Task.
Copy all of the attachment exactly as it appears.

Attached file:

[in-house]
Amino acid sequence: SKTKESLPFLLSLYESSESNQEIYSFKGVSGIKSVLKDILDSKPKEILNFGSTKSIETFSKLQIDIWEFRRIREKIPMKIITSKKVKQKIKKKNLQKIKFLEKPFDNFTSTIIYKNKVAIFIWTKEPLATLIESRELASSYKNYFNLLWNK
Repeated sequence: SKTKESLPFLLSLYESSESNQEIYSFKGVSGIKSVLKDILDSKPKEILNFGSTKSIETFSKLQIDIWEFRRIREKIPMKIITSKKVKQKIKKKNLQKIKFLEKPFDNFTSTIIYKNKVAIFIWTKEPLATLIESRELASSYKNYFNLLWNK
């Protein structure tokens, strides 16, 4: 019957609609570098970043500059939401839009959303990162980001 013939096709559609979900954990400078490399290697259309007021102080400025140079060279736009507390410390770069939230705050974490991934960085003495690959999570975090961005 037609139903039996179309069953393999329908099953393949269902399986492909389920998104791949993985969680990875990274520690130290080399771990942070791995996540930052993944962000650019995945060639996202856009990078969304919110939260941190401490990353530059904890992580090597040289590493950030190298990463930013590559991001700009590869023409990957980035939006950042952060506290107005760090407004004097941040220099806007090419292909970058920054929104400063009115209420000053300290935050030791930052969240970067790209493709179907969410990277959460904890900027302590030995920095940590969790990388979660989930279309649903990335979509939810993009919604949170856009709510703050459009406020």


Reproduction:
[in-house]
Amino acid sequence: SKTKESLPFLLSLYESSESNQEIYSFKGVSGIKSVLKDILDSKPKEILNFGSTKSIETFSKLQIDIWEFRRIREKIPMKIITSKKVKQKIKKKNLQKIKFLEKPFDNFTSTIIYKNKVAIFIWTKEPLATLIESRELASSYKNYFNLLWNK
Repeated sequence: SKTKESLPFLLSLYESSESNQEIYSFKGVSGIKSVLKDILDSKPKEILNFGSTKSIETFSKLQIDIWEFRRIREKIPMKIITSKKVKQKIKKKNLQKIKFLEKPFDNFTSTIIYKNKVAIFIWTKEPLATLIESRELASSYKNYFNLLWNK
């Protein structure tokens, strides 16, 4: 019957609609570098970043500059939401839009959303990162980001 013939096709559609979900954990400078490399290697259309007021102080400025140079060279736009507390410390770069939230705050974490991934960085003495690959999570975090961005 037609139903039996179309069953393999329908099953393949269902399986492909389920998104791949993985969680990875990274520690130290080399771990942070791995996540930052993944962000650019995945060639996202856009990078969304919110939260941190401490990353530059904890992580090597040289590493950030190298990463930013590559991001700009590869023409990957980035939006950042952060506290107005760090407004004097941040220099806007090419292909970058920054929104400063009115209420000053300290935050030791930052969240970067790209493709179907969410990277959460904890900027302590030995920095940590969790990388979660989930279309649903990335979509939810993009919604949170856009709510703050459009406020």